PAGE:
Surrounded by tin cans, the prime minister begins his bid for re-election, focusing on manufacturing, but the second day will be all about creating jobs.
Mr Morrison will be in Sydney on Tuesday to demonstrate his election promise to create 1.3 million new jobs over the next five years.
The jobs pledge will be supported by investments in infrastructure, manufacturing and digital sectors to create more opportunities for workers.
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Meanwhile, Leader of the Opposition Anthony Albanese will announce medical aid for regional patients early in the day in Tasmania.
If elected, the government of Albany would restore a 50 percent regional loading for bulk-bill telehealth psychiatric counseling.
This commitment is expected to cost more than $31 million over four years, and support 450,000 consultations during that period – or more than 1.4 million appointments over 10 years.
During a visit to a canning company in regional NSW on Monday, Mr Morrison pressed the start button on a special election label and watched as hundreds of blue cans rolled off the conveyor belt to “Scomo’s strong economy”.
But it was not all pleasant as a group of locals wearing Hawaiian shirts and carrying guitars clarified their feelings about the prime minister.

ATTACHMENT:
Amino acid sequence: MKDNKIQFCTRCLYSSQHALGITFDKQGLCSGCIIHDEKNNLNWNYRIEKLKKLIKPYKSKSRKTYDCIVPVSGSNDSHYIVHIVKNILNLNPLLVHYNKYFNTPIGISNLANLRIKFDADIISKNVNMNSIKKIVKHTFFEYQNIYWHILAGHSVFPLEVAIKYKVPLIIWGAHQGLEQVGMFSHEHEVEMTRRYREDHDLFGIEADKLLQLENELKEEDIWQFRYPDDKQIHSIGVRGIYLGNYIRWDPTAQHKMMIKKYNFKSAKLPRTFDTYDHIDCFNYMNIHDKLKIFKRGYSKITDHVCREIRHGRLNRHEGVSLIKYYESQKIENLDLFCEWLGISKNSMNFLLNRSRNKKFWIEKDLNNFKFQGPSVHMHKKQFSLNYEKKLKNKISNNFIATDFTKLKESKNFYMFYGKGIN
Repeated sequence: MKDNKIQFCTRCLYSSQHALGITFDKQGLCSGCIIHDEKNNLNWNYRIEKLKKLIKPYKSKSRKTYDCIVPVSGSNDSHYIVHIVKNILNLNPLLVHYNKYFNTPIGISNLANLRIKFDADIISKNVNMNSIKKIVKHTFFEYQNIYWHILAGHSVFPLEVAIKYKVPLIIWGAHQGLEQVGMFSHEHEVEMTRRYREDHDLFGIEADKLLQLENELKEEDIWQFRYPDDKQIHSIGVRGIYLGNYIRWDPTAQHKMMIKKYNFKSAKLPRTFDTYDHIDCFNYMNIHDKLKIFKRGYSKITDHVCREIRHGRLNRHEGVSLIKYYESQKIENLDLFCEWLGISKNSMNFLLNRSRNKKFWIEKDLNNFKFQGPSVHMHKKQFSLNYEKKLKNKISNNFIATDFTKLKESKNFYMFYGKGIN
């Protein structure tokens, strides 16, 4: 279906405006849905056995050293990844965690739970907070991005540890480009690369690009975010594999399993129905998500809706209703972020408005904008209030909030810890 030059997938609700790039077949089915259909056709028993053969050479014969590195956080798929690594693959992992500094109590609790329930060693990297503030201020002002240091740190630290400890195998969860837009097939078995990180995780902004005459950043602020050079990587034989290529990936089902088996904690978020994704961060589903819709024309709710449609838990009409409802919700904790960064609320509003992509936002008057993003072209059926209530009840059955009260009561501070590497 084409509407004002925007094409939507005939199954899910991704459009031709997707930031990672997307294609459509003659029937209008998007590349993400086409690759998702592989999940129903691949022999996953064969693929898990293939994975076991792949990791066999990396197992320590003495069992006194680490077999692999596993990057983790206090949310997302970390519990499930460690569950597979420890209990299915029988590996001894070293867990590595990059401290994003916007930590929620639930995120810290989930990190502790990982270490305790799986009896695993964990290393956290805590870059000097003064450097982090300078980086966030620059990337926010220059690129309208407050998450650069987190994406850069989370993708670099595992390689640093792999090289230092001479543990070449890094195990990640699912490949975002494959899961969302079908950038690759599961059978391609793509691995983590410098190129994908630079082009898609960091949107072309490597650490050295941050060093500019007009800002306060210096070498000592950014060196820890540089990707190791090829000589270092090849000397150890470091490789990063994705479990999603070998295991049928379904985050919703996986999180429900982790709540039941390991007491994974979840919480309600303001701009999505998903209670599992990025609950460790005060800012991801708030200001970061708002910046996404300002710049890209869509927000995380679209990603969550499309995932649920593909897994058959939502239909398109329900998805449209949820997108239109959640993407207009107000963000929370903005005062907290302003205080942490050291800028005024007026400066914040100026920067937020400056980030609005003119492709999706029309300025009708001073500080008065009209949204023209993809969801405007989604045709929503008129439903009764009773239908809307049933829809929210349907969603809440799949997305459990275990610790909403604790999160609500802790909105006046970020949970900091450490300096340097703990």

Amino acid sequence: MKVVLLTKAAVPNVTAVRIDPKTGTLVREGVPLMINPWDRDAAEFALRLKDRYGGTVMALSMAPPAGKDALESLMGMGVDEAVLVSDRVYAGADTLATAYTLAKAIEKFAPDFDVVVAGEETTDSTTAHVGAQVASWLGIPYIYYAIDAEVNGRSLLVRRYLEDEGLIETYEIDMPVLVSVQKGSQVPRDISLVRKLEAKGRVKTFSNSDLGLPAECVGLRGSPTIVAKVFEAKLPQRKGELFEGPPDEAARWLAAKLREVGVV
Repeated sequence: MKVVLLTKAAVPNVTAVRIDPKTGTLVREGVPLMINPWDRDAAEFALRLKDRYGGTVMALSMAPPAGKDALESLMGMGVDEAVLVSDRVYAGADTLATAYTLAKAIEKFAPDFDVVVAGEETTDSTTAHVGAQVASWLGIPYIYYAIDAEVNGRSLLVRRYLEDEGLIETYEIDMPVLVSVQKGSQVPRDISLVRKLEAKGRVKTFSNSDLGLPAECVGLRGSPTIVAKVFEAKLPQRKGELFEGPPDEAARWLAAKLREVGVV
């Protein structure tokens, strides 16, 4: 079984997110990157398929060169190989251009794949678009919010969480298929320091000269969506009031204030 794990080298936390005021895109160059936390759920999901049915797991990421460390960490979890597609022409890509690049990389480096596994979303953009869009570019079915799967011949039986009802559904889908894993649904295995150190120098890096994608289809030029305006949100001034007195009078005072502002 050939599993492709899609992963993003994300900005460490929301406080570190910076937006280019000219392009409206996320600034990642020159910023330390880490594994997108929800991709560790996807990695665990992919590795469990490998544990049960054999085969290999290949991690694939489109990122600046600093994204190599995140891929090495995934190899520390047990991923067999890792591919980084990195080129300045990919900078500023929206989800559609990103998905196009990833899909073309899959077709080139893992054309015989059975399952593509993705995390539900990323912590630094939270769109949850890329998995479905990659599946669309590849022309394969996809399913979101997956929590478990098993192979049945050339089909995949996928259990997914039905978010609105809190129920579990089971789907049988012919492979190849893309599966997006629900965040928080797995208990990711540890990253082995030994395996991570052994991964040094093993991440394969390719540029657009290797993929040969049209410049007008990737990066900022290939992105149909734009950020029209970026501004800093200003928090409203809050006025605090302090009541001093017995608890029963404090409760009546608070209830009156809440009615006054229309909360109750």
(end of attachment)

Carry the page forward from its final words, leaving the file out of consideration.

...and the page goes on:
“Be fair, dinkum. If you’re going to take credit for things, start taking action,” said Vincentia resident Bob.
Mr Albanese will try to hold back the first day of his campaign after being unable to cite the Reserve Bank of Australia’s cash interest rate or the national unemployment rate during a media conference in Launceston.
But former Prime Minister John Howard didn’t see what the fuss was about.
“Anthony Albanese Didn’t Know the Unemployment Rate? So What?” He said while campaigning with Ken Wyatt, Minister of Indigenous Affairs in Western Australia.
Mr Albanese later took ownership of Gough, saying he was “happy” for his mistakes.
Labor’s Bill Shorten said their leader was not the first to make a mistake and will not be the last.
“This election … it’s a leadership test, not a memory test,” he told the Nine Network on Tuesday.
But Mr Shorten admitted it was a mistake Mr Albanese did not want to make, especially on the first full day of the campaign for the 21 May federal election.
“But I also know that in 42 days, there’s going to be a lot of spills and adventures and good days and bad days,” he said.
Mr Morrison’s own unemployment rate drop in mid-March, which received little media attention at the time, has reappeared.
The prime minister incorrectly stated that the unemployment figure at the time was 4.3 percent, forcing his office to correct the rate – which stood at 4.2 percent – after it was placed in transcript.
© AAP 2022